The acceptance criteria for accessibility are a set of conditions that must be completed in order for a feature to be deemed accessible. Acceptance criteria are a useful resource for development teams because they allow for more granularity than broad technical standards like the Web Content Accessibility Guidelines (WCAG). Download our FREE WCAG 2.1 checklist with easy-to-understand WCAG success criteria to help you make your website accessible.
The necessity of inclusive design may be emphasized to your team from the start of development by establishing accessibility acceptance criteria. By doing so, you’re forced to think about your customers early on, which is an excellent way to improve the quality of the items you provide.
In this article, we’ve included some examples and guidelines for developing approval criteria for accessibility below.
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Guidelines for developing approval criteria for accessibility
1. Identify risks and requirements
There may be a higher risk of accessibility issues with some types of content. Writing accessibility criteria that takes into account user experiences requires an evaluation of your product by your user experience (UX) team.
Naturally, you need to include the real experiences of individuals who rely on screen readers and other forms of assistive technology in your planning paperwork (AT). Accessibility user personas, which are fictitious representations of users with impairments, may also be created at this point; nevertheless, real-world input from AT users is crucial, and accessibility personas cannot replace the experiences of real users.
Figure out which parts of your product can cause problems for people with disabilities. Here are some examples:
- All components involved in the user interface
- Media that doesn’t support multisensory
- Components that rely only on need certain inputs to function (keyboard, mouse, or touch)
- Articles that make use of hue to emphasize key points
List out potential risks surrounding the component. Let’s take an example of installing a video player on a website, here are some of the risks involved :
If the autoplay for the video is enabled, it might be difficult for people with mobility impairments to turn it off. Furthermore, blind people or people with low vision might panic as they might think that they activated the video by mistake.
- No keyboard controls
People who prefer using keyboards, screen reader users, etc. may not be able to access your video player controls if you have not enabled keyboard support.
- No captions or transcripts
People with hearing impairments may not understand the video if it doesn’t have captions or transcripts.
- Repeated flashing animation
People with photosensitivity may have an adverse reaction due to the video’s use of flashing images.
While the UX team may be most equipped to see these dangers, everyone in the squad should keep an eye out. Understanding the impact of a barrier on actual users can help your team develop better solutions.
2. Be precise and direct
The criterion for accepting accessibility should be tailored to the feature or product in question. If you don’t have the time or money to create your own set of unique criteria, you can always point designers and developers in the direction of existing frameworks like WCAG. Acceptance criteria for accessibility should define the optimal user experience. In spite of how clear it may appear, the criteria should not contain a procedure for overcoming the obstacle.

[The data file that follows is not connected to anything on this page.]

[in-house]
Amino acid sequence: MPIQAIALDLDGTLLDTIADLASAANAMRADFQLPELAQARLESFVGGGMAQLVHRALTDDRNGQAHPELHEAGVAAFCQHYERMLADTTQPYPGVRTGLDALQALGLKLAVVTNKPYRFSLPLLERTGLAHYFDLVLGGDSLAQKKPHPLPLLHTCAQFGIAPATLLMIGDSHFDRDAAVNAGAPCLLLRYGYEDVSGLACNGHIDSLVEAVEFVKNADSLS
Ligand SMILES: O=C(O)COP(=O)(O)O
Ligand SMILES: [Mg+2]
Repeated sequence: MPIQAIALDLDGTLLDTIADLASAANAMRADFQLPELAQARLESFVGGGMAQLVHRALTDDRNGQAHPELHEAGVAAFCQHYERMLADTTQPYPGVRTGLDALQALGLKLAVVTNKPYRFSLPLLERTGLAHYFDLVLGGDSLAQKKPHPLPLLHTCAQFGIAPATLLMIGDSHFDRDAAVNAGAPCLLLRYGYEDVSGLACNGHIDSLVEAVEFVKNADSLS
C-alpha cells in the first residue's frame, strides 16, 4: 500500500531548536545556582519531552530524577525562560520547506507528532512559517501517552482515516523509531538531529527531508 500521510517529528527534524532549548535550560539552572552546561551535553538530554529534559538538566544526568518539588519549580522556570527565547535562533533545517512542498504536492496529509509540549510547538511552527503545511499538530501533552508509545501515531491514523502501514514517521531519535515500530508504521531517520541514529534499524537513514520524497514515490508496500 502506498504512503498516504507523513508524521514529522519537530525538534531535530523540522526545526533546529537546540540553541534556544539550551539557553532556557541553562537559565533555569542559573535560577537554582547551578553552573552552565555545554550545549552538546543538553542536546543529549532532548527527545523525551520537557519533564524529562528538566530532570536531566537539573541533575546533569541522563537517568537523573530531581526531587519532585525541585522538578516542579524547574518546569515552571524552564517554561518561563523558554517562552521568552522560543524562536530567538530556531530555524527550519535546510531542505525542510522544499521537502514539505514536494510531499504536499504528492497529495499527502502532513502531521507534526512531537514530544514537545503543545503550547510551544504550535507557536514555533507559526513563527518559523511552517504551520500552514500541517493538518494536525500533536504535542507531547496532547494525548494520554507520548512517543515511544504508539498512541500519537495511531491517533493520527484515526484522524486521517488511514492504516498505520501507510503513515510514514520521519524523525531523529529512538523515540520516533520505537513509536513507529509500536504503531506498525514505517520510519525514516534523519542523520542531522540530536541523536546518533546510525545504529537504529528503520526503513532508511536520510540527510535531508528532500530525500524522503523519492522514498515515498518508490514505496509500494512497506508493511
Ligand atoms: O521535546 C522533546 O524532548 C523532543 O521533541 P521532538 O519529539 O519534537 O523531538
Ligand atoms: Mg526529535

For example, here’s a simple guideline for 2.3.3 Animation from Interactions taken from WCAG: Motion animation triggered by interaction can be disabled.
Here the success criteria does not dictate that you have to follow a certain procedure to disable the animation. Therefore, designers have some flexibility in how they apply that rule to their work; as the product’s design evolves, so may the designers’ responses to it.
3. Update your content frequently
Your standards ought to evolve as time goes on. In the event that extra criteria are needed due to the discovery of flaws or the introduction of new technological needs, have a procedure in place to handle such occurrences.
By using WCAG as a guide, you may ensure that your company is up-to-date concerning accessibility standards. When in doubt, start with WCAG and modify your criteria to make them more unique to your project; while being a general set of rules, WCAG is meant to apply to nearly all electronic material.
4. Engage your whole team, not just the devs
If your team has access to accessibility acceptance criteria, they can create better products. In addition to helping designers, developers, and other technical employees, well-written criteria may also help you embrace accessibility as a core value inside your business.
The more people on your team that know about your accessibility plan, the more room for growth you’ll have to make it even better. A support agent for your company may see a problem with the feedback form that wasn’t caught by the designers. A content creator may find an issue with your website’s search function. Everyone benefits from an organization that is committed to diversity and inclusion, and that considers what accessibility means in many contexts.
With this we hope that you now have a good understanding on creating acceptance criteria for accessibility testing. If you have a new accessibility team and need help creating and defining acceptance criteria within your organization give us a shout at firstname.lastname@example.org.